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About Milan

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    Mac Geek
  1. Thanks for all the suggestions. I'll probably use Safari for my trusted sites and Firefox whenever I search the web visiting all kinds of strange, unsafe sites. It would be great if a future version of Safari (v3.0 maybe) had a built-in feature similar to Firefox' NoScript extension. The problem is, with all the Web 2.0 stuff going on nowadays having JavaScript disabled almost always breaks a lot of functionality.
  2. OK, I tried it for a while now and I am really disappointed. It causes a lot of problems. I uninstalled it.
  3. That looks pretty good. Thanks for your help.
  4. Hello, First of all, I couldn't think of a better title, I hope it is descriptive enough. Here's the thing: I am looking for some sort of plug-in for Safari or Camino that lets me block JavaScript scripts on every site except the ones I trust. I am currently using Firefox with the NoScript extension. However, I hate Firefox for a number of reasons. I would gladly switch back to Safari or Camino if there was such a plug-in. I tried Google, but I haven't been able to forge a search term that yielded the desired results, so I was hoping that you guys could help me out here. Is there such a thing and if that's the case where can I find it? Thanks in advance. ~ Milan ~ P.S.: If anything is unclear, tell me so. I will be happy to rephrase my request.
  5. Milan

    ip scanner

    You could just ping the broadcast ip and see who responds!
  6. Here are my two cents on the subject "web browsers"! I think which browser is the best is very subjective. It depends on your needs. I don't do any syncronising and I rarely need Private Browsing so I am not dependent on Safari. I use Camino because I think it looks better than Safari and it is much more snappier on my Mac. It is also very good at organizing your bookmarks (I love the ability to add menu spacers into my bookmark menu). Firefox is ugly and slow. I have to admit that I never tried Opera. Maybe I'll do that some time. And Internet Explorer doesn't even enter the equation. Enough said...
  7. Milan

    questioning itunes

    I monitored my network traffic while browsing the iTMS and indeed whenever I click on something iTunes contacts metrics.apple.com. It's some sort of HTTP request and along with it iTunes sends cookies that contain cryptic stuff I don't know what it means. I then blocked every connection to metrics.apple.com and tried browsing the iTMS again. I didn't notice any difference. (I didn't try logging in or buying something, though)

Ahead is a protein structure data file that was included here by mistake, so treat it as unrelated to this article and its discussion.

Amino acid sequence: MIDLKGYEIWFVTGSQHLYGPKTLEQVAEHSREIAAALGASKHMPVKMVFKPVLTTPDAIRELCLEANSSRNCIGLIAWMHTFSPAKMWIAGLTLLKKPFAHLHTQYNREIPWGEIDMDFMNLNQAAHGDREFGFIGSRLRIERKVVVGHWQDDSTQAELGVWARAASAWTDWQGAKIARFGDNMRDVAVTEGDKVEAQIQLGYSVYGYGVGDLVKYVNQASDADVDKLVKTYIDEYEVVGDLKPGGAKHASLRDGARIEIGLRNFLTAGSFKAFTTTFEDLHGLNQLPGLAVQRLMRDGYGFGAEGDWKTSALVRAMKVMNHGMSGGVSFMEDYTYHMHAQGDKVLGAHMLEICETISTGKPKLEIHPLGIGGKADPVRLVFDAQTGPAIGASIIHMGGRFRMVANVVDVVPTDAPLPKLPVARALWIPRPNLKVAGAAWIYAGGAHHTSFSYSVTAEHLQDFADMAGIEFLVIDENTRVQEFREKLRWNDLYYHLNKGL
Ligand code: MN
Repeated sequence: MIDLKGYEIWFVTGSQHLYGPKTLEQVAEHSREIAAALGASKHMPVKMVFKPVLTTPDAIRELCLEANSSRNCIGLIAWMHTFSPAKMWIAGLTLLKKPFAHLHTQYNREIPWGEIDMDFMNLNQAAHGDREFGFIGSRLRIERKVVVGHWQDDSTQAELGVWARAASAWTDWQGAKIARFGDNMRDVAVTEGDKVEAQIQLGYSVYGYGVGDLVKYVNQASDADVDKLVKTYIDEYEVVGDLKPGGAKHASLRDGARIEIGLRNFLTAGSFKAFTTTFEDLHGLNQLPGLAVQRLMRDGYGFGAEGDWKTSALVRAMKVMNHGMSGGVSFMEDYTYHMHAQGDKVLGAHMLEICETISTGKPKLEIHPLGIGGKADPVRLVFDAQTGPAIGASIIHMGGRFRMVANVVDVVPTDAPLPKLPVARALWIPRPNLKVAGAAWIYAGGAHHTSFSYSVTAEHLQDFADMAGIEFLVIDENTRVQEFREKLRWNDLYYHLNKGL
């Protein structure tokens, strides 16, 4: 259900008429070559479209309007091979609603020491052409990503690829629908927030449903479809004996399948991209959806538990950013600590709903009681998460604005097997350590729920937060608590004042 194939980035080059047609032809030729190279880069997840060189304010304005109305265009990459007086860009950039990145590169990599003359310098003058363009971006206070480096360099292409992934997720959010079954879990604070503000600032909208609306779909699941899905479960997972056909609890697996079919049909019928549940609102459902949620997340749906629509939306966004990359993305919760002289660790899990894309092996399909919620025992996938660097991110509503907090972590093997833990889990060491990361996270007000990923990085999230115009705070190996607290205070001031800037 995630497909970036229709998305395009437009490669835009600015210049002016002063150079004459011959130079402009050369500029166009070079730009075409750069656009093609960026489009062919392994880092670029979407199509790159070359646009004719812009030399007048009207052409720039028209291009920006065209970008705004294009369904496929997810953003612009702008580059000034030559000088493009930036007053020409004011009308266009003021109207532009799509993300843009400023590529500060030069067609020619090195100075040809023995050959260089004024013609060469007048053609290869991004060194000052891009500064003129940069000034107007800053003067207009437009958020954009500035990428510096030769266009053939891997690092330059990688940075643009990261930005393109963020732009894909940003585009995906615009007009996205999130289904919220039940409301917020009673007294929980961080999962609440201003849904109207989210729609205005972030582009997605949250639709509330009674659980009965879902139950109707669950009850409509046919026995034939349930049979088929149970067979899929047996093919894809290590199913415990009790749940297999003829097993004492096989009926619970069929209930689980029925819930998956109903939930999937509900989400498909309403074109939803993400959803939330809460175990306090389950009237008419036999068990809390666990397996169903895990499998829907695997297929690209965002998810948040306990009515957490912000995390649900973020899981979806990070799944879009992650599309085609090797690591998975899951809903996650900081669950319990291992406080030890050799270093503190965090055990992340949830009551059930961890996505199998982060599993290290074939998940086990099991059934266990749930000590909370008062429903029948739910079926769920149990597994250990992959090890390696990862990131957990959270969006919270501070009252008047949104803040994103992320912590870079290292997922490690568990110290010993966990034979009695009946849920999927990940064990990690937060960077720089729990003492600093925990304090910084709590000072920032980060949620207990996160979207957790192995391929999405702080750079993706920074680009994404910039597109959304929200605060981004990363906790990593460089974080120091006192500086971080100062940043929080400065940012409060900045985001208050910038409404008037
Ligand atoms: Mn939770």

8. Milan

    Keyboard logger

    Try logKext by FSB Software!
  9. Milan

    Use the dock with your keyboard

    You can even sort your Dock items via keyboard. Press Ctrl-F3 then hold down the option key and use the left and the right arrow to move the selected item through the Dock.
  10. Milan

    minimize option disappear?

    I had this problem a few times. Restarting the Finder (or the app it occured in) always solved the issue. ~milan
  11. Milan

    Completely useless tricks!

    Open a browser window in Safari, open Terminal, type "killall Dock", don't hit return yet, move your Terminal window so that you can see the browser window well, hold down shift (shift+control for extra slowmode), hit the minimize button of the Safari window in the background, now when the window is half "sucked in" hit return to execute the command we typed previously. The window will freeze and you can do stuff with it (Moving! Scrolling!, Selecting!, Browsing?). Have fun! ~milan
  12. Milan

    Vulnerability statistics for Mac and Windows

    Yeah, you're right. I think there is no OS you cannot screw up. It's just that Windows is much easier screwed up than Mac OS X. In other words, for an average user it is easier to secure OS X than XP. ~milan
  13. Milan

    Vulnerability statistics for Mac and Windows

    The raw numbers do not show how secure an OS is. No analysis has been done. This guy hasn't taken account of bundles or time to patch. Apache, MySQL and SquirrelMail, for example, are not enabled by default in Mac OS X. The only unpatched vulnerability in Mac OS X is the Meta data shell script execution flaw (which has actually been fixed by Security Update 2006-001). Windows XP has three unpatched vulnerabilities. One of them is (if I interpret the statistics correctly) unpatched for more than 2 years. Those are just examples that you cannot judge the security of one of those OSs withoust further analysis. ~milan
  14. Milan

    Thoughts on FileValut?

    To prevent that someone resets your password via the install CD set an Open Firmware password. ~milan
  15. Milan

    Possible trojan virus

    So what have we learned: Before double-clicking a file you loaded from an untrusted source take at least a quick look at the info box to make sure it's not an executable.